All apps intended for use on TV devices must declare that the touch screen feature is not required as described in Get Started with TV Apps. If your app normally uses one or more of the features listed above, change the android:required attribute setting to false for those features in your manifest.

Caution: Declaring a hardware feature as required by setting its value to true prevents your app from being installed on TV devices or appearing in the Android TV home screen launcher.

Once you decide to make hardware features optional for your app, you must check for the availability of those features at runtime and then adjust your app's behavior. The next section discusses how to check for hardware features and suggests some approaches for changing the behavior of your app.

For more information on filtering and declaring features in the manifest, see the uses-feature guide.

Declaring permissions that imply hardware features

Some uses-permission manifest declarations imply hardware features. This behavior means that requesting some permissions in your app manifest can exclude your app from from being installed and used on TV devices. The following commonly requested permissions create an implicit hardware feature requirement:

Permission Implied hardware feature
RECORD_AUDIO android.hardware.microphone
CAMERA android.hardware.camera and
android.hardware.camera.autofocus
ACCESS_COARSE_LOCATION android.hardware.location and
android.hardware.location.network
ACCESS_FINE_LOCATION android.hardware.location and
android.hardware.location.gps

For a complete list of permission requests that imply a hardware feature requirement, see uses-feature guide. If your app requests one of the features listed above, include a uses-feature declaration in your manifest for the implied hardware feature that indicates it is not required (android:required="false").

Checking for hardware features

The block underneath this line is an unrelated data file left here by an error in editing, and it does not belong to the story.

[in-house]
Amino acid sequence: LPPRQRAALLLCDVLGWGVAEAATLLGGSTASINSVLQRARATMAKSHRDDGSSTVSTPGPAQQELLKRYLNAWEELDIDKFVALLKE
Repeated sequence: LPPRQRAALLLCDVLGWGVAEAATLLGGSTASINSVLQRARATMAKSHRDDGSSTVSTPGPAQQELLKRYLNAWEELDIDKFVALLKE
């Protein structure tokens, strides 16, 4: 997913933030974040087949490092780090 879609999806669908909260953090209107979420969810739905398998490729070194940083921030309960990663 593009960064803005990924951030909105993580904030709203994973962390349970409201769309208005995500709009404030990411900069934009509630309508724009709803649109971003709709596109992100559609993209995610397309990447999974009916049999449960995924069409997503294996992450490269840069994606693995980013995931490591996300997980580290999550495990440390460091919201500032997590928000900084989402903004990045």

The Android framework can tell you if hardware features are not available on the device where your app is running. Use the hasSystemFeature(String) method to check for specific features at runtime. This method takes a single string argument that specifies the feature you want to check.

The following code example demonstrates how to detect the availability of hardware features at runtime:

// Check if the telephony hardware feature is available.
if (getPackageManager().hasSystemFeature("android.hardware.telephony")) {
    Log.d("HardwareFeatureTest", "Device can make phone calls");
}

// Check if android.hardware.touchscreen feature is available.
if (getPackageManager().hasSystemFeature("android.hardware.touchscreen")) {
    Log.d("HardwareFeatureTest", "Device has a touch screen.");
}

Touch screen

Since most TVs do not have touch screens, Android does not support touch screen interaction for TV devices. Furthermore, using a touch screen is not consistent with a viewing environment where the user is seated 10 feet away from the display.

On TV devices, you should design your app to work with this interaction model by supporting navigation using a directional pad (D-pad) on a TV remote control. For more information on properly supporting navigation using TV-friendly controls, see Creating TV Navigation.

Camera

Although a TV typically does not have a camera, you can still provide a photography-related app on a TV. For example, if you have an app that takes, views, and edits photos, you can disable its picture-taking functionality for TVs and still allow users to view and even edit photos. If you decide to enable your camera-related app to work on a TV, add the following feature declaration your app manifest:

<uses-feature android:name="android.hardware.camera" android:required="false" />

If you enable your app to run without a camera, add code to your app that detects if the camera feature is available and makes adjustments to the operation of your app. The following code example demonstrates how to detect the presence of a camera:

// Check if the camera hardware feature is available.
if (getPackageManager().hasSystemFeature("android.hardware.camera")) {